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Previews

Battlefield Heroes

Playing 'till the end of the night

As we watch a man with a wooden leg and skull facepaint fire a machinegun while sitting on the edge of a Spitfire wing, the producer of the Battlefield series, Ben Cousins, is talking finance. "We consider this a volume business," he says. The Spitfire rolls lazily onto its back. "We expect around 95% of players won't buy anything." The Spitfire flips up and over, heading toward a village lined with picket fences. "To improve that volume, to improve access, we've streamlined the client by near 50%. To play Battlefield: Heroes, you'll only have to download 250Mb."

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Mr Facepaint starts waggling his arms like a chicken. "We see our open beta as our launch event. That's when the game becomes playable worldwide." A squat tank pitches up, takes aim, and fires a shell. It hits the Spitfire head-on. The Spitfire comes to a dead halt, like Wile E Coyote. The metal carcass of the plane crashes at the town crossroads, scattering debris. A jeep rolls up. Its driver, a GI with beard and bandolier, holds his sides, laughing. With a salute and a cheer, he drives on into the fray.

Battlefield: Heroes is simultaneously the silliest and smartest game coming to the PC. It's a combination of forward-thinking business with a proven design. And it's hilarious.

So, the mechanics. Battlefield: Heroes is a free download, to be made available to the world this autumn as an open beta. You'll arrive, create a character, and start shooting, all for free. There will be two maps, each of which will play as a cross between the traditional Battlefield conquest mode, and team deathmatch. Every kill reduces the number of lives for the enemy team. More lives and more kills are gained and lost by capturing control points dotted around the territory. Matches are short, violent and sweet: you should be able to fit two or three into your lunch hour.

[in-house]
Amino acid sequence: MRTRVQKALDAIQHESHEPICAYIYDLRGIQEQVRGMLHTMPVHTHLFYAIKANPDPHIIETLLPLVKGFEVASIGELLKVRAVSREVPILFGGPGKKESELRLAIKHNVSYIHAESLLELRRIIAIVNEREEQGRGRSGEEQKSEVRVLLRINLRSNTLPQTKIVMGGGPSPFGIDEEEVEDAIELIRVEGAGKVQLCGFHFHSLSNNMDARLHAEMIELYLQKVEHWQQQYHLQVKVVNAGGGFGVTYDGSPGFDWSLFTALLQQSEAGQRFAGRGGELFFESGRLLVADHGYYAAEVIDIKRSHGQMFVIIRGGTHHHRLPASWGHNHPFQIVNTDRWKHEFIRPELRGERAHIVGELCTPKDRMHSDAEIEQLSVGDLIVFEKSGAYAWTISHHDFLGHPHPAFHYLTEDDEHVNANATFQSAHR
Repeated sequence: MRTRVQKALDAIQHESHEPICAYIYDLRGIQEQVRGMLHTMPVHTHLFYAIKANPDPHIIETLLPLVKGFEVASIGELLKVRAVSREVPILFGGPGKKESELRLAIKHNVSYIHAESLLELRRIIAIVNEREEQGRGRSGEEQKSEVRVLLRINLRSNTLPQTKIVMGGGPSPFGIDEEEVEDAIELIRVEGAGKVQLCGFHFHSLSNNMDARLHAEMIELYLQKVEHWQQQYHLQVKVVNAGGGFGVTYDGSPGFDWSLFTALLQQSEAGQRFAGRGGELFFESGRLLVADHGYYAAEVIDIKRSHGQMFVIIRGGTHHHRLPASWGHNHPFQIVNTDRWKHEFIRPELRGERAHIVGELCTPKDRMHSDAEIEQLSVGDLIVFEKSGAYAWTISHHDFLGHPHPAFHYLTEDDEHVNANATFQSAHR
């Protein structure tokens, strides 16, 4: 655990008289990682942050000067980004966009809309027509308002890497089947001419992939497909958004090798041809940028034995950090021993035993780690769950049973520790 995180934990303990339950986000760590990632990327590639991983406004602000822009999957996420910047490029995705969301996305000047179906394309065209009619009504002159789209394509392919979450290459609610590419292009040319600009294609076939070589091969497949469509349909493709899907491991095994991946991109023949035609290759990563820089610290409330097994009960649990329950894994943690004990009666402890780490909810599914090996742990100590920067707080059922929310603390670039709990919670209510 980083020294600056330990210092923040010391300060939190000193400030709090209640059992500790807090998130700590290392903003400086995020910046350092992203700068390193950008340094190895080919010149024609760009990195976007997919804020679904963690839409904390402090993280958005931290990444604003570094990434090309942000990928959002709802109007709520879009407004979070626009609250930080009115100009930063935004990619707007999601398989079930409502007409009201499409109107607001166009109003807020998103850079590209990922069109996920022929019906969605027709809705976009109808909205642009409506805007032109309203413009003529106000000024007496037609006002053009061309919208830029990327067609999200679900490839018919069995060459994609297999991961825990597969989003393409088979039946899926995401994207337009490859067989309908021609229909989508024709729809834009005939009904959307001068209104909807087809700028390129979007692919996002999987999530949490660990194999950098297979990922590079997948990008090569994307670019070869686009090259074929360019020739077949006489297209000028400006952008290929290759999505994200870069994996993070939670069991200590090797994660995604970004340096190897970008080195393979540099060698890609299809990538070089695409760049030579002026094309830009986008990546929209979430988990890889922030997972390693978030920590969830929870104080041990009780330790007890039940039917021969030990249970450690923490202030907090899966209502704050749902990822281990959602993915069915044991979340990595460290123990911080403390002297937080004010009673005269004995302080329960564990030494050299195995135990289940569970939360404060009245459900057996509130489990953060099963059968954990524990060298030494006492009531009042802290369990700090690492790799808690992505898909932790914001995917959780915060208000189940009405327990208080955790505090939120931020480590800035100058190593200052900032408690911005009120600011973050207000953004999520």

Free? What's the catch? There isn't one. But if you really enjoy the game, you'll be able to buy new outfits for your chosen character. That takes them from the bog-standard WWII-inspired templates into a whole new world of lunacy. The National Army are a loosely Germanic team, but their outfits range from high-goth fashion to Lord of the Manor funk.

The Royal Army are a lighter, more down-to-earth bunch. They start as hardy American troopers, but can evolve into high-camp pirate catwalk. One worry: Heroes is a sausage-fest. There are no female character models. It also has the RPG mechanics and statistical tracking that developers DICE have been experimenting with since Battlefield 2. Kills (with every weapon), captures and time spent playing are all tracked, and contribute to experience points.

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Experience points can then be spent on upgrades - special powers that provide tactical flexibility. They're mapped to the number keys, as in World of Warcraft, and include such things as extra-damage power-ups, a cloak, and being able to peer through concrete walls. DICE promise that nothing that provides an advantage in combat will ever be sold. This will be a level playing field.

Yet questions remain. Can launching with just two maps create the kind of long-term viability and massive audiences that a free game like this require? Can EA and DICE generate enough cash to pay for a team to provide Battlefield: Heroes with long-term support? Ben talks about how "95% of the playerbase will never pay for a thing." That requires hooking hundreds of thousands of players in the hope that just a few fork over a few quid. Can those numbers support a team of artists and level designers?

Such questions hang in the air as another Spitfire takes to the skies. The pilot waggles his wings, then dips his nose and flies just a few inches above the grass. Two National Army commandos are blazing up a hill, a suicide charge. They don't notice the plane bearing down on them from behind. The plane piloted by a man beating his chest like a gorilla.

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